Virtual Collaboration - a cautionary tale

or you don’t benefit from the know-how you don’t use

I do a bit of flying and Ray's excellent cautionary tale, which follows here, reminds me of the 3 most useless things in aviation:

  1. Runway behind you

  2. Sky above you (nobody ever crashed into the sky!)

  3. Fuel back at the airport

Bioteams Guest Article by Ray Symmes

Translating this to 3 most useless things in virtual collaboration - I think you are in trouble if get into in-flight difficulties after virtual collaboration take-off if you have:

  1. Agreements never written down

  2. Partners never tested (potentially acting only in own interests)

  3. Processes never used (e.g. issue resolution, conflict management...)

The bottom line is that Ray knows a lot about how to do effective virtual collaboration but that is not much help if, for whatever reason, he was not able to put this knowledge into practice.

So I commend you to Ray's story and his style in telling it as it is with honesty and refreshing directness....


Virtual integration: Do as I say and not as I do


by Ray Symmes

It is only fair that I describe situations in my world that make me wonder how to make virtual integration work.

The premise is simple - pull together independent portions of the supply chain to meet the needs of one customer, project, or process. The end result is that the needs are met and the customer sees one-face. There is reduced complexity at the customer level and the resulting long-term relationships bring happiness for all.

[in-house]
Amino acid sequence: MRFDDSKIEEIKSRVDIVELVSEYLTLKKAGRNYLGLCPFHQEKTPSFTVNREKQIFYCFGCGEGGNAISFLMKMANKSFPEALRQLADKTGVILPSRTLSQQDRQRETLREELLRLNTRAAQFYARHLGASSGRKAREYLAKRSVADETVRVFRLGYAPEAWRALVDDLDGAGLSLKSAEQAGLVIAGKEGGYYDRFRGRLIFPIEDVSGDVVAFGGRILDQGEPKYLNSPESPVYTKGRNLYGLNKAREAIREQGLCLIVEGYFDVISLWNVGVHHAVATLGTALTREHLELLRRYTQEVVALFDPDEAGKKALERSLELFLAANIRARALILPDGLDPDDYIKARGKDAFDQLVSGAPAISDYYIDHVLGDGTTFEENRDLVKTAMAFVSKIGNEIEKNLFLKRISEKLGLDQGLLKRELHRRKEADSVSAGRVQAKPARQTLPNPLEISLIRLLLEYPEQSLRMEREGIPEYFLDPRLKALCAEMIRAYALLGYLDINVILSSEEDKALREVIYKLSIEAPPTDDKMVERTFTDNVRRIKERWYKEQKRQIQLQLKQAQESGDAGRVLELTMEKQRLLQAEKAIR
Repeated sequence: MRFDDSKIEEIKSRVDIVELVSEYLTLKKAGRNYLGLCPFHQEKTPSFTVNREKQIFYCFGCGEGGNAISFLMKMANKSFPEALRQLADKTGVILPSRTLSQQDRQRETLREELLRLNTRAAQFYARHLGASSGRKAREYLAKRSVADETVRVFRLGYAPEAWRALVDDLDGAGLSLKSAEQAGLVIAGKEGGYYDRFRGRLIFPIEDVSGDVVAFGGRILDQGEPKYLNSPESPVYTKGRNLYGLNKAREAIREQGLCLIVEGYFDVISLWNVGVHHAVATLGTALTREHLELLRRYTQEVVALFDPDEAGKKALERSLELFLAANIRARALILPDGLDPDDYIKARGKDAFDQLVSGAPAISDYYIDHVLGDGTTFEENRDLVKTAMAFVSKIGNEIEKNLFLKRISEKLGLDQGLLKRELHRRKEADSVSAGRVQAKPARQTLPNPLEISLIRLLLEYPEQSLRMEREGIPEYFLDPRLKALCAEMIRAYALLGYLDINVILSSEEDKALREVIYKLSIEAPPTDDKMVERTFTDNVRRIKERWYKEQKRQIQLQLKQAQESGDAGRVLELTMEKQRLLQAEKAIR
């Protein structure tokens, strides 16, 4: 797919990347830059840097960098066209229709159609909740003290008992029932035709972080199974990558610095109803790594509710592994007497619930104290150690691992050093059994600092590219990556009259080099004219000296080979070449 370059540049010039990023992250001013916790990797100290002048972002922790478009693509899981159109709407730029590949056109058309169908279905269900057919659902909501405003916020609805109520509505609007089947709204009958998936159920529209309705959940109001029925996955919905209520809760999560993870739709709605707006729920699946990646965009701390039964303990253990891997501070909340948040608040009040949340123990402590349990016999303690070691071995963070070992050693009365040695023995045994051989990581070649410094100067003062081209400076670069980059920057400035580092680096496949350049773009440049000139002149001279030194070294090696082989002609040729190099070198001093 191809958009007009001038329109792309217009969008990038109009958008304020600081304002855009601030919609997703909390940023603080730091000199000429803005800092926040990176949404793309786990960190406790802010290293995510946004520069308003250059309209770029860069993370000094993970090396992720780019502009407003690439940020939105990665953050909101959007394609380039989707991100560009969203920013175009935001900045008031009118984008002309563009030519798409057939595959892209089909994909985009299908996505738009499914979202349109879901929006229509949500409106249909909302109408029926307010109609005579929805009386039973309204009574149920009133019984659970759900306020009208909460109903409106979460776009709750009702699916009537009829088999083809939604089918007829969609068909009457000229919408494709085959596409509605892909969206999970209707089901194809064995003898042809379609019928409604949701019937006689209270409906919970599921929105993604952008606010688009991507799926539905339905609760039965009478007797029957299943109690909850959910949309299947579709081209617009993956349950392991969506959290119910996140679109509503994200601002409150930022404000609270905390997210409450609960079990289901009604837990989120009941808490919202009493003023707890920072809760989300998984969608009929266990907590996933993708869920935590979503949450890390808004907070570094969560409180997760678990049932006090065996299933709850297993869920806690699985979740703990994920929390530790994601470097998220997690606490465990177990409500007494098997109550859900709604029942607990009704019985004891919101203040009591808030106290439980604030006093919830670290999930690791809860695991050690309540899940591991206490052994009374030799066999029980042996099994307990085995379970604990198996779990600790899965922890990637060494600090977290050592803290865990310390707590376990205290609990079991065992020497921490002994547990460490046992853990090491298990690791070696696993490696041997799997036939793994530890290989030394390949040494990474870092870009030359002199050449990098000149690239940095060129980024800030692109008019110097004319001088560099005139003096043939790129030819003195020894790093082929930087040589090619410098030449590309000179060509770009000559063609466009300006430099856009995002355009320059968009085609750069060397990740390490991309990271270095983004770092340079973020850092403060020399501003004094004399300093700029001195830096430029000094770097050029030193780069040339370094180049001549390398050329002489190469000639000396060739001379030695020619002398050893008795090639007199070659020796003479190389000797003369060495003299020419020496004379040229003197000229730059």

The process is actually simple in design, as well. When we look at every order-line opportunity as an integrated “project”, we specify the outcomes and manage the processes, and the project owner/manager ensures that the needs are met.


So what can go wrong?

A ton. Allow me to enlighten you on a real project.

My team was given a hot lead regarding a large condo project that might benefit from our products and services. During the relating meeting, we learned that the client liked our audio/video brand and the Marketing VP would like to feature it in the development. From the Construction VP, we discovered that he was an engineer and he liked engineers.

That motivated us to put together an offering that featured a new network relationship, a team of young engineers who were talented, technical, and starting out. We learned about them because they wanted to offer our products on a job, and would have had to buy from us for that to happen. But that's not the story.


Here is what we began to learn:

1. The customer venture was encumbered by the potential of the government condeming the property to build a federal building. It was in the news, though all direct communication suggested that it was not a huge problem.

2. While the developer had a good name, he was young and it is apparent there was significant unnamed financial sponsorship.

3. We never met the developer.

4. The Marketing VP was a young trained lawyer who, as friend of the developer, has apparently never held that role.

5. We wrote a draft agreement that was never addressed by the client and we accepted payment without a formal agreement.

6. Key important decisions were being made by outside consultants, then overuled after the fact, and without our involvement. To boot, they worked within shouting distance of each other, yet most of their communication appeared to be by email.

7. Obviously, we were being treated as a pair-of-hands subcontractor.

And that's from the customer perspective!


From the supplier perspective, it was just as bad

1. I was clear (maybe I should say I clearly stated) regarding our expectations from a partner as one-face and one order-line. No side deals without our approval, though we actually helped them gain entre on a different portion of the project. Our name would be used for all shared agreements. We didn't get an agreement in writing because things started to move very fast, and I trusted them.